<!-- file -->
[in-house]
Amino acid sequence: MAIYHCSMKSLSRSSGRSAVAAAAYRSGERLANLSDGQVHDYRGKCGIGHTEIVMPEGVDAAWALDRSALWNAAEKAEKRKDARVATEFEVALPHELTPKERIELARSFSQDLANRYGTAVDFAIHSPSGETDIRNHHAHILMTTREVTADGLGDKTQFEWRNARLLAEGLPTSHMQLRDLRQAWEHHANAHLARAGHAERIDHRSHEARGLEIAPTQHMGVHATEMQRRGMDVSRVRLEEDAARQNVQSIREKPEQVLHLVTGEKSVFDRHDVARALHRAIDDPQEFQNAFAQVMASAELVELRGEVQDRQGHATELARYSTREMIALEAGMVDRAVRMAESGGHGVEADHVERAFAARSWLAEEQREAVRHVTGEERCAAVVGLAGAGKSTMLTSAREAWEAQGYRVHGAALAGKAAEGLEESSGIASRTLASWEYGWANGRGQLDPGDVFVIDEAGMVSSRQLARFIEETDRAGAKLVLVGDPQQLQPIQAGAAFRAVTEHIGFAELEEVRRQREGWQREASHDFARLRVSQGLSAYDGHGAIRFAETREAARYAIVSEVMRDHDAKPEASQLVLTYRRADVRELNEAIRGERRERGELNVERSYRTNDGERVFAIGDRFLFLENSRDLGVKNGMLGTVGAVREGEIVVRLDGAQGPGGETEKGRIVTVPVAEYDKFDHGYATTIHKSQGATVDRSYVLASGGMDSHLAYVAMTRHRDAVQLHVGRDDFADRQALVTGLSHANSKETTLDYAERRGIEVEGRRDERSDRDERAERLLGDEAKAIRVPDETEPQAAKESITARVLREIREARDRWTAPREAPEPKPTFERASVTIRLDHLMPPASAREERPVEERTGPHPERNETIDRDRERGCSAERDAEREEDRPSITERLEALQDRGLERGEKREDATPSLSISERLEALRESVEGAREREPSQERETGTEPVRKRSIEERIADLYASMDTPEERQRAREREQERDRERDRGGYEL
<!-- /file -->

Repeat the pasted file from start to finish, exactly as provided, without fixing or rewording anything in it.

[in-house]
Amino acid sequence: MAIYHCSMKSLSRSSGRSAVAAAAYRSGERLANLSDGQVHDYRGKCGIGHTEIVMPEGVDAAWALDRSALWNAAEKAEKRKDARVATEFEVALPHELTPKERIELARSFSQDLANRYGTAVDFAIHSPSGETDIRNHHAHILMTTREVTADGLGDKTQFEWRNARLLAEGLPTSHMQLRDLRQAWEHHANAHLARAGHAERIDHRSHEARGLEIAPTQHMGVHATEMQRRGMDVSRVRLEEDAARQNVQSIREKPEQVLHLVTGEKSVFDRHDVARALHRAIDDPQEFQNAFAQVMASAELVELRGEVQDRQGHATELARYSTREMIALEAGMVDRAVRMAESGGHGVEADHVERAFAARSWLAEEQREAVRHVTGEERCAAVVGLAGAGKSTMLTSAREAWEAQGYRVHGAALAGKAAEGLEESSGIASRTLASWEYGWANGRGQLDPGDVFVIDEAGMVSSRQLARFIEETDRAGAKLVLVGDPQQLQPIQAGAAFRAVTEHIGFAELEEVRRQREGWQREASHDFARLRVSQGLSAYDGHGAIRFAETREAARYAIVSEVMRDHDAKPEASQLVLTYRRADVRELNEAIRGERRERGELNVERSYRTNDGERVFAIGDRFLFLENSRDLGVKNGMLGTVGAVREGEIVVRLDGAQGPGGETEKGRIVTVPVAEYDKFDHGYATTIHKSQGATVDRSYVLASGGMDSHLAYVAMTRHRDAVQLHVGRDDFADRQALVTGLSHANSKETTLDYAERRGIEVEGRRDERSDRDERAERLLGDEAKAIRVPDETEPQAAKESITARVLREIREARDRWTAPREAPEPKPTFERASVTIRLDHLMPPASAREERPVEERTGPHPERNETIDRDRERGCSAERDAEREEDRPSITERLEALQDRGLERGEKREDATPSLSISERLEALRESVEGAREREPSQERETGTEPVRKRSIEERIADLYASMDTPEERQRAREREQERDRERDRGGYEL